Deputy Connolly says the rhetoric from the government in relation to their policy ‘Rebuilding Ireland’ is simply hiding the magnitude of the housing crisis. Last week in the Dáil Deputy Connolly raised the housing crisis on both a specific and general level in relation to Galway City. Specifically she highlighted the case of a housing applicant who has been on the list since 2002 to date and in that period has never been offered either a council house or a house from a voluntary body. That an applicant is waiting 15 years for a house, never having received nor refused an offer, is incredible and is reflective of a dysfunctional system both at a local and national level.
The specific case highlighted in the Dáil by Deputy Connolly is simply one housing applicant out of approximately 15,000 people on a waiting list for varying periods from 2002. In response to this crisis the City Council will be building a total of 14 houses this year, the first construction of a City Council house since 2009. In addition a further 55 units are at the design stage and it is hoped to go on site at the end of 2017 or early 2018. While the construction of these houses is very welcome it will not make any serious inroad into the housing crisis.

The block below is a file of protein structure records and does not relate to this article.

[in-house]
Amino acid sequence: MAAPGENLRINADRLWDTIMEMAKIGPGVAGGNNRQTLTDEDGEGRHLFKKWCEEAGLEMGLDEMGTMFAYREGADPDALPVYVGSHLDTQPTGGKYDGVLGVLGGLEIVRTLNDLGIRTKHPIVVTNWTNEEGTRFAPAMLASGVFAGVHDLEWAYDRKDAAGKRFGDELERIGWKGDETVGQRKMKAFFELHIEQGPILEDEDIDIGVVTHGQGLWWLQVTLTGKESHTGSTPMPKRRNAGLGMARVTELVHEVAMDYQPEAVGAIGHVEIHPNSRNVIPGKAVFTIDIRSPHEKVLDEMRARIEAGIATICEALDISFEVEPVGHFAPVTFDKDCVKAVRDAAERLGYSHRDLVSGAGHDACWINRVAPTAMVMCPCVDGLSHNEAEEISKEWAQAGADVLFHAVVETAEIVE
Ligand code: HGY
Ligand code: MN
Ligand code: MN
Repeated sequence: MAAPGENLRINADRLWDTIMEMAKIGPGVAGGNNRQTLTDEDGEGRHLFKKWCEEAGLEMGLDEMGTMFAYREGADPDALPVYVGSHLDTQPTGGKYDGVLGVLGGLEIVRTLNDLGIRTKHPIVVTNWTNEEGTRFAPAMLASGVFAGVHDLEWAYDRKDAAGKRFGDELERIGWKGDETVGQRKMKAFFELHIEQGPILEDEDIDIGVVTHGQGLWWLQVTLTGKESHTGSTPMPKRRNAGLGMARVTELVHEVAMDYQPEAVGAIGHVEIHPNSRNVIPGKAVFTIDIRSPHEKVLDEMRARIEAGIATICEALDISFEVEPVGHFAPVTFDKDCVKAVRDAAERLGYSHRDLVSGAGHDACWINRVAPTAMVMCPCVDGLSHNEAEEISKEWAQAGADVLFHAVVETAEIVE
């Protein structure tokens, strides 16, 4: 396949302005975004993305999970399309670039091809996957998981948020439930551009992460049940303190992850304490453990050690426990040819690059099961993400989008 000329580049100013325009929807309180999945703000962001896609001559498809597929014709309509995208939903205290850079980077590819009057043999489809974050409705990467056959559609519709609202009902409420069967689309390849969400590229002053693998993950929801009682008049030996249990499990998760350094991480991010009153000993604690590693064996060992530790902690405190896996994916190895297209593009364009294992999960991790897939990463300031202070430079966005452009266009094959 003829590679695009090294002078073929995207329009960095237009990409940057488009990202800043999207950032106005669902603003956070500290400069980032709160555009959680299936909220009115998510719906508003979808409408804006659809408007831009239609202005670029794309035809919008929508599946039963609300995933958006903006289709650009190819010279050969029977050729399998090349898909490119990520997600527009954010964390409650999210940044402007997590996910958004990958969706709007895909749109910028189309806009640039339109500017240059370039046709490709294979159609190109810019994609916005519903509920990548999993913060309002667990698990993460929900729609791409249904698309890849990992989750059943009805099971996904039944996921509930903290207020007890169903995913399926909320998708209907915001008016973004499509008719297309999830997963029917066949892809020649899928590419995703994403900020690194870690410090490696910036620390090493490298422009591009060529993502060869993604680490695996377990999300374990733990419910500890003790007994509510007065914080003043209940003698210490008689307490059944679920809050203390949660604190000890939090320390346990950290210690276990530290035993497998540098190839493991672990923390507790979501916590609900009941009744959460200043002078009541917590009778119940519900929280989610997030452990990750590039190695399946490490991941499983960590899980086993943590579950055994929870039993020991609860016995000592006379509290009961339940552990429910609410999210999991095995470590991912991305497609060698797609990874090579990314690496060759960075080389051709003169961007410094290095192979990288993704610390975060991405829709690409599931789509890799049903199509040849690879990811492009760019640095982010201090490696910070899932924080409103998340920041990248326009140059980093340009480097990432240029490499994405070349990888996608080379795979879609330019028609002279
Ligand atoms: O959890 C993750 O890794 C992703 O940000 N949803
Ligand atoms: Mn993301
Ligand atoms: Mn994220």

What is required said Deputy Connolly is for the Council to clarify precisely what residential land they own and is not sterilised by the proposed new N6 project. In this regard the Department has made it quite clear that money is not a problem. Minister English confirmed in his reply to Deputy Connolly that he is not happy with what Galway is bringing forward across the board in social housing. Indeed one project submitted by the City Council under Local Infrastructure Housing Activation Fund (LIHAF) did not pass the test as it was not going to deliver enough units.
Deputy Connolly said the blaming game is not appropriate given the extent of the crisis and matter should be clarified between the City Council and the Department as a matter of urgency. Furthermore, the complete reliance on the private market through the use of the Housing Assistance Payment (HAP) is actively fueling the unsustainable rental market, putting public funds into the hands of landlords. There is a role for the private market said Deputy Connolly but it has to be balanced by an active social housing construction programme and also the facilitation of co-operative housing on Council-owned land.